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New Pacojet Competitor? The Ninja Creami


andrewk512
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6 minutes ago, mgaretz said:

 

Interesting.  He ends up with the identical sugar content I did (120 grams) and virtually the same fat content (although I use powdered coconut oil) and very similar stabilizers.  I am going to have to try the cherry juice and cocoa powder. 

I haven’t tried it, but I remember reading @paulraphael's coffee ice cream that uses a bit of PX sherry vinegar to accentuate the coffee's fruit notes. I’d guess that without dairy, the cherry syrup might be a softer choice. 

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7 hours ago, ElsieD said:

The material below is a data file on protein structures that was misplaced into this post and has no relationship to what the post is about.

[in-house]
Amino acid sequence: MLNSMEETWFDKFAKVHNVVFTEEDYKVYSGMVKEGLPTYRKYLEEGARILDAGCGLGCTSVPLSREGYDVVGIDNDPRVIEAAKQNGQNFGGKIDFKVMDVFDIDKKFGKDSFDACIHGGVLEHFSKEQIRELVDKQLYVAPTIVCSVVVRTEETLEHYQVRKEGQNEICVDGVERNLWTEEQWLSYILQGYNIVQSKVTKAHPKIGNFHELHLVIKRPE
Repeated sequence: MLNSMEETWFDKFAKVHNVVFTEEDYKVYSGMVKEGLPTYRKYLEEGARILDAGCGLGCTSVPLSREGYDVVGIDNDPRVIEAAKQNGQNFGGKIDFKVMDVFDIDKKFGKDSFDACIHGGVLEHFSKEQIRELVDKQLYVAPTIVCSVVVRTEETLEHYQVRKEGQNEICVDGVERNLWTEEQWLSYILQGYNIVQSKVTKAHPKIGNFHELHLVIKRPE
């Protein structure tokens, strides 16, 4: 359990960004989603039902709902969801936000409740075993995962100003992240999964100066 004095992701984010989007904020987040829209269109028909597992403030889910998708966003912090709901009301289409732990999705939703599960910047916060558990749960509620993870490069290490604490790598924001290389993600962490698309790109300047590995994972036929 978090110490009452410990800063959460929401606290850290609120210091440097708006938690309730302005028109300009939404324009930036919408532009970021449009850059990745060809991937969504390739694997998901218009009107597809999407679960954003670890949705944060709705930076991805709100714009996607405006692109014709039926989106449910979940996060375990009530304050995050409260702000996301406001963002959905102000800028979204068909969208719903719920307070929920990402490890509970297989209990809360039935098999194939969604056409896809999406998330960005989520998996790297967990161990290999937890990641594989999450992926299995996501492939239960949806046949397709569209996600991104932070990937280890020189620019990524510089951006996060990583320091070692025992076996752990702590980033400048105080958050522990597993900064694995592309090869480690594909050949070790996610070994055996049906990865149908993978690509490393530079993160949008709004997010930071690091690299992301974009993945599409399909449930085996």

I wouldn't mind trying this.  What ratio did you use?


Oh, hell. I didn’t use a recipe. Best guess, it was about 2 1/2 cups puréed melon and 1/2 cup heavy cream.

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2 hours ago, kayb said:


Oh, hell. I didn’t use a recipe. Best guess, it was about 2 1/2 cups puréed melon and 1/2 cup heavy cream.

 

It's not so much that we don't use recipes; it's that we don't write shit down so we have it for next time, if something comes out particularly great!

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1 hour ago, weinoo said:

 

It's not so much that we don't use recipes; it's that we don't write shit down so we have it for next time, if something comes out particularly great!

I hate to put every "recipe" i cook in my black spiral bound book.

 

But a big post-it with a note or two isn't such a commitment. If the dish sucks it can disappear. If it doesn't it gets stuck in the book for future repetition and  perhaps eventual inclusion in the Book.